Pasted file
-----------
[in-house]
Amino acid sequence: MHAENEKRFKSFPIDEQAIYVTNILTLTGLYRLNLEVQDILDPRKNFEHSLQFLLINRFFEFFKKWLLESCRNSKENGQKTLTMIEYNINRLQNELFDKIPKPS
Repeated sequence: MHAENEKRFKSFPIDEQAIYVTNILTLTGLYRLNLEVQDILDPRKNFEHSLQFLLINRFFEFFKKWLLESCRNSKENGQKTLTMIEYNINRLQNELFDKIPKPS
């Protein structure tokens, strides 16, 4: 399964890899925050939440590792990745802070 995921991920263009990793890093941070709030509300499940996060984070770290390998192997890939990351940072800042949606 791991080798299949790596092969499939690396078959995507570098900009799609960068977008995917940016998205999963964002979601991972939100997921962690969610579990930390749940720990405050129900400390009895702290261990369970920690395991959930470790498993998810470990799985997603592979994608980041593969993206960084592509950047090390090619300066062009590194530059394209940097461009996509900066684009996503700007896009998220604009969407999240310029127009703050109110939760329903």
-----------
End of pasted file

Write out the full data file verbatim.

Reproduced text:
[in-house]
Amino acid sequence: MHAENEKRFKSFPIDEQAIYVTNILTLTGLYRLNLEVQDILDPRKNFEHSLQFLLINRFFEFFKKWLLESCRNSKENGQKTLTMIEYNINRLQNELFDKIPKPS
Repeated sequence: MHAENEKRFKSFPIDEQAIYVTNILTLTGLYRLNLEVQDILDPRKNFEHSLQFLLINRFFEFFKKWLLESCRNSKENGQKTLTMIEYNINRLQNELFDKIPKPS
């Protein structure tokens, strides 16, 4: 399964890899925050939440590792990745802070 995921991920263009990793890093941070709030509300499940996060984070770290390998192997890939990351940072800042949606 791991080798299949790596092969499939690396078959995507570098900009799609960068977008995917940016998205999963964002979601991972939100997921962690969610579990930390749940720990405050129900400390009895702290261990369970920690395991959930470790498993998810470990799985997603592979994608980041593969993206960084592509950047090390090619300066062009590194530059394209940097461009996509900066684009996503700007896009998220604009969407999240310029127009703050109110939760329903």